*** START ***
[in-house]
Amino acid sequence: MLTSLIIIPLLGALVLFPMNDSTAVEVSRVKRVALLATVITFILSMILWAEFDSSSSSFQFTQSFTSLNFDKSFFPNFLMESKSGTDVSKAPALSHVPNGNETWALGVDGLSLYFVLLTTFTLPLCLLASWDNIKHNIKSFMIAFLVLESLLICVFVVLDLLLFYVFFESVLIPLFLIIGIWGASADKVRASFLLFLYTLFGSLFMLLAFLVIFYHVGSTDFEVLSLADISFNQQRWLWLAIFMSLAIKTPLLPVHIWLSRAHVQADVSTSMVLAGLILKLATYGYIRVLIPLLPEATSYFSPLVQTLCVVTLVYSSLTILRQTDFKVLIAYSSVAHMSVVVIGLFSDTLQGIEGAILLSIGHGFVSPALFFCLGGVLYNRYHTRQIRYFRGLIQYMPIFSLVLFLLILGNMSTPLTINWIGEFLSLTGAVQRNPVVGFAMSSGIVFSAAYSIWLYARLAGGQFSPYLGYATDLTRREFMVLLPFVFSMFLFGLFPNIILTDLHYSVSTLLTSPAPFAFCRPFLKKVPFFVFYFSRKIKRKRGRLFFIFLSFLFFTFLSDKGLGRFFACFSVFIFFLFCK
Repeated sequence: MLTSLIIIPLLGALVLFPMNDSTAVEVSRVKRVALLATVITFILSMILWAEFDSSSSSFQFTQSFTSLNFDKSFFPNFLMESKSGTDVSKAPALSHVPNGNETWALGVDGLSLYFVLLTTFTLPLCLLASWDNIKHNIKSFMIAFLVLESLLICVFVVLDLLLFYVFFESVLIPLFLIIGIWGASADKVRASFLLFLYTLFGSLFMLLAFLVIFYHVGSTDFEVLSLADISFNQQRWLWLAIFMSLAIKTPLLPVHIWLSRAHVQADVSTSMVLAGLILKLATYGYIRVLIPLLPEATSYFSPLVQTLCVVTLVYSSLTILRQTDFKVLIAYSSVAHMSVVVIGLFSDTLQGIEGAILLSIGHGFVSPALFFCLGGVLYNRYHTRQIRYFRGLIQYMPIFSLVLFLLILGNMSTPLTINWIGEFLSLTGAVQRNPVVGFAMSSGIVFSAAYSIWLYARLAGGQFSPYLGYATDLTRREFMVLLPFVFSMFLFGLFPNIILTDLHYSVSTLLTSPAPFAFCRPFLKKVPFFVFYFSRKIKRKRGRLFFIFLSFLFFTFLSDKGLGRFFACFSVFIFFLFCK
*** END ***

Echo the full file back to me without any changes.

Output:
[in-house]
Amino acid sequence: MLTSLIIIPLLGALVLFPMNDSTAVEVSRVKRVALLATVITFILSMILWAEFDSSSSSFQFTQSFTSLNFDKSFFPNFLMESKSGTDVSKAPALSHVPNGNETWALGVDGLSLYFVLLTTFTLPLCLLASWDNIKHNIKSFMIAFLVLESLLICVFVVLDLLLFYVFFESVLIPLFLIIGIWGASADKVRASFLLFLYTLFGSLFMLLAFLVIFYHVGSTDFEVLSLADISFNQQRWLWLAIFMSLAIKTPLLPVHIWLSRAHVQADVSTSMVLAGLILKLATYGYIRVLIPLLPEATSYFSPLVQTLCVVTLVYSSLTILRQTDFKVLIAYSSVAHMSVVVIGLFSDTLQGIEGAILLSIGHGFVSPALFFCLGGVLYNRYHTRQIRYFRGLIQYMPIFSLVLFLLILGNMSTPLTINWIGEFLSLTGAVQRNPVVGFAMSSGIVFSAAYSIWLYARLAGGQFSPYLGYATDLTRREFMVLLPFVFSMFLFGLFPNIILTDLHYSVSTLLTSPAPFAFCRPFLKKVPFFVFYFSRKIKRKRGRLFFIFLSFLFFTFLSDKGLGRFFACFSVFIFFLFCK
Repeated sequence: MLTSLIIIPLLGALVLFPMNDSTAVEVSRVKRVALLATVITFILSMILWAEFDSSSSSFQFTQSFTSLNFDKSFFPNFLMESKSGTDVSKAPALSHVPNGNETWALGVDGLSLYFVLLTTFTLPLCLLASWDNIKHNIKSFMIAFLVLESLLICVFVVLDLLLFYVFFESVLIPLFLIIGIWGASADKVRASFLLFLYTLFGSLFMLLAFLVIFYHVGSTDFEVLSLADISFNQQRWLWLAIFMSLAIKTPLLPVHIWLSRAHVQADVSTSMVLAGLILKLATYGYIRVLIPLLPEATSYFSPLVQTLCVVTLVYSSLTILRQTDFKVLIAYSSVAHMSVVVIGLFSDTLQGIEGAILLSIGHGFVSPALFFCLGGVLYNRYHTRQIRYFRGLIQYMPIFSLVLFLLILGNMSTPLTINWIGEFLSLTGAVQRNPVVGFAMSSGIVFSAAYSIWLYARLAGGQFSPYLGYATDLTRREFMVLLPFVFSMFLFGLFPNIILTDLHYSVSTLLTSPAPFAFCRPFLKKVPFFVFYFSRKIKRKRGRLFFIFLSFLFFTFLSDKGLGRFFACFSVFIFFLFCK